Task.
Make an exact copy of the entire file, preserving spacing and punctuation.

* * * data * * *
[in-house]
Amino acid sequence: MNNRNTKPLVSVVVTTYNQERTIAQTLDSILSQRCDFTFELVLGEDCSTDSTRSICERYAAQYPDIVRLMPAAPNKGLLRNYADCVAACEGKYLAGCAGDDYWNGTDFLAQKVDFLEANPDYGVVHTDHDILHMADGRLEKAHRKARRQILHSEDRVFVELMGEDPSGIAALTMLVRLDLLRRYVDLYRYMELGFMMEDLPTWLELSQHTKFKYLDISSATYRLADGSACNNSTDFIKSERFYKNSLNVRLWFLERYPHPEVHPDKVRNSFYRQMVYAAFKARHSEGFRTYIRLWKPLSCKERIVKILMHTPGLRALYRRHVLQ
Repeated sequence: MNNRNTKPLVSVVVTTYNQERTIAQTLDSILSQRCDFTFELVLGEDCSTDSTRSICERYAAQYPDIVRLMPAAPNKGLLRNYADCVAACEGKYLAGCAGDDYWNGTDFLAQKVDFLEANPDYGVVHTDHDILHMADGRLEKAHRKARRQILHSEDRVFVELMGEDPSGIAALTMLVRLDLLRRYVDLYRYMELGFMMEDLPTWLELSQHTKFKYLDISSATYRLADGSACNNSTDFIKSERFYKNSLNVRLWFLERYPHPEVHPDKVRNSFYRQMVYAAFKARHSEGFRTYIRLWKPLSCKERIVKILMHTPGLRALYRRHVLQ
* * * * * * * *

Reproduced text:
[in-house]
Amino acid sequence: MNNRNTKPLVSVVVTTYNQERTIAQTLDSILSQRCDFTFELVLGEDCSTDSTRSICERYAAQYPDIVRLMPAAPNKGLLRNYADCVAACEGKYLAGCAGDDYWNGTDFLAQKVDFLEANPDYGVVHTDHDILHMADGRLEKAHRKARRQILHSEDRVFVELMGEDPSGIAALTMLVRLDLLRRYVDLYRYMELGFMMEDLPTWLELSQHTKFKYLDISSATYRLADGSACNNSTDFIKSERFYKNSLNVRLWFLERYPHPEVHPDKVRNSFYRQMVYAAFKARHSEGFRTYIRLWKPLSCKERIVKILMHTPGLRALYRRHVLQ
Repeated sequence: MNNRNTKPLVSVVVTTYNQERTIAQTLDSILSQRCDFTFELVLGEDCSTDSTRSICERYAAQYPDIVRLMPAAPNKGLLRNYADCVAACEGKYLAGCAGDDYWNGTDFLAQKVDFLEANPDYGVVHTDHDILHMADGRLEKAHRKARRQILHSEDRVFVELMGEDPSGIAALTMLVRLDLLRRYVDLYRYMELGFMMEDLPTWLELSQHTKFKYLDISSATYRLADGSACNNSTDFIKSERFYKNSLNVRLWFLERYPHPEVHPDKVRNSFYRQMVYAAFKARHSEGFRTYIRLWKPLSCKERIVKILMHTPGLRALYRRHVLQ